Rapid City acknowledges international bill of rights for women
Rapid City leaders have acknowledged an international bill of rights for women.
The Convention on Elimination of All Forms of Discrimination Against Women (CEDAW), a document passed by the United Nations in 1979, has finally been acknowledged in Rapid City. The Legal and Finance Committee approved a resolution supporting the convention’s principals on Wednesday. The convention is aimed at eliminating sexism and discrimination in the workplace.
Rapid City Democracy Now is a local grassroots organization which empowers women. Democracy Now Representative Dorothy Rowdy Brewick said that Rapid City is the first in the state to acknowledge CEDAW.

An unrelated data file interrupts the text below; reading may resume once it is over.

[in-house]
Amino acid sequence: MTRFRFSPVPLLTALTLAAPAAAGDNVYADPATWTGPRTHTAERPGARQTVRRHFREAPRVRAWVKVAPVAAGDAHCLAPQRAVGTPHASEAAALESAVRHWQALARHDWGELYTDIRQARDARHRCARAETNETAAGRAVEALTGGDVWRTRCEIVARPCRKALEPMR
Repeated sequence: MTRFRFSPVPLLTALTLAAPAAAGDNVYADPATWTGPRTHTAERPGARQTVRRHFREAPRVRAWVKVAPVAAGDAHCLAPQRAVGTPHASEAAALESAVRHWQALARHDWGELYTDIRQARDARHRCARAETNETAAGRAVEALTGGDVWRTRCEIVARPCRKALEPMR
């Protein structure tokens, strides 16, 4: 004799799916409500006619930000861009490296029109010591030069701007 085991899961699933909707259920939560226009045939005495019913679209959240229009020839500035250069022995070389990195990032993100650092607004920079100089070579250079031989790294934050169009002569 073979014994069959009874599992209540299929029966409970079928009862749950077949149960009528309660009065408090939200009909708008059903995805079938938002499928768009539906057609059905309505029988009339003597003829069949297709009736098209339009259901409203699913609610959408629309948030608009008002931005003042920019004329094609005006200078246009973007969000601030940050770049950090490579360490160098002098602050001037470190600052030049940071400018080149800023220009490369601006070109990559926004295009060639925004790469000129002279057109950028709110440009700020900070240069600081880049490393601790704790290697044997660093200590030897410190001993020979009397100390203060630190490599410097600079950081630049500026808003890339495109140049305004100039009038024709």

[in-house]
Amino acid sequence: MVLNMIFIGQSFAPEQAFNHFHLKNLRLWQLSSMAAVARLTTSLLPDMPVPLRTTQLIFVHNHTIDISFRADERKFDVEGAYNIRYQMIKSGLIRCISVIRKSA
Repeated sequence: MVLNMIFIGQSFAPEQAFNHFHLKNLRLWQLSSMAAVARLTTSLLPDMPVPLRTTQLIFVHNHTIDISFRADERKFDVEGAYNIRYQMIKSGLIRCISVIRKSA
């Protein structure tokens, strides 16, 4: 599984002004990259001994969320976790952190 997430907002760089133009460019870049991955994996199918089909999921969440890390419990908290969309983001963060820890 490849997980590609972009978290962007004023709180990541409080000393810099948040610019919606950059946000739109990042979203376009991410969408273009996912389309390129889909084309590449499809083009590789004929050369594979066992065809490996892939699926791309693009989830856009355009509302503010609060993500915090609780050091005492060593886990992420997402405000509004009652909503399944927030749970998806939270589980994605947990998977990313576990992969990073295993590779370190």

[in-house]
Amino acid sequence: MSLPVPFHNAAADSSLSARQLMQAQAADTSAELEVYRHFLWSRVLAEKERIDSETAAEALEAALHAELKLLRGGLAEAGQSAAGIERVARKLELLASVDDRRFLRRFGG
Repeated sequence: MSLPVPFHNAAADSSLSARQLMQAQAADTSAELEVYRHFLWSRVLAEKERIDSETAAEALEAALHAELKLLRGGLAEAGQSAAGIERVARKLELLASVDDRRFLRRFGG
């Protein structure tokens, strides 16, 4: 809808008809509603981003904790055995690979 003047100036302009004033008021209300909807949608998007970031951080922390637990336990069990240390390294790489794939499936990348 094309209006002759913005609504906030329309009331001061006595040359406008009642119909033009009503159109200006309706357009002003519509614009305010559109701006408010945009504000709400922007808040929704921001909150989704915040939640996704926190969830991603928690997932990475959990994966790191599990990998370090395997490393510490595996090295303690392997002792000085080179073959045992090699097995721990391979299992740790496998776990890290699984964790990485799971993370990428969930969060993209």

“I just think it would be a feather in our cap as a city to be able to say to the rest of South Dakota, look, we value our women and our girls so much, we are willing to support the principles of CEDAW through a resolution,” said Brewick.
The passage of the resolution is just in time for the beginning of National Women’s History Month which lasts through March. In 1980, President Jimmy Carter proclaimed March National Women’s History Week, and Congress followed suit by proclaiming it National Women’s History Month.
Brewick said that Democracy Now may introduce an ordinance to have the city fund a study on gender equality. They say the study will help the city make more informed decisions on women’s issues.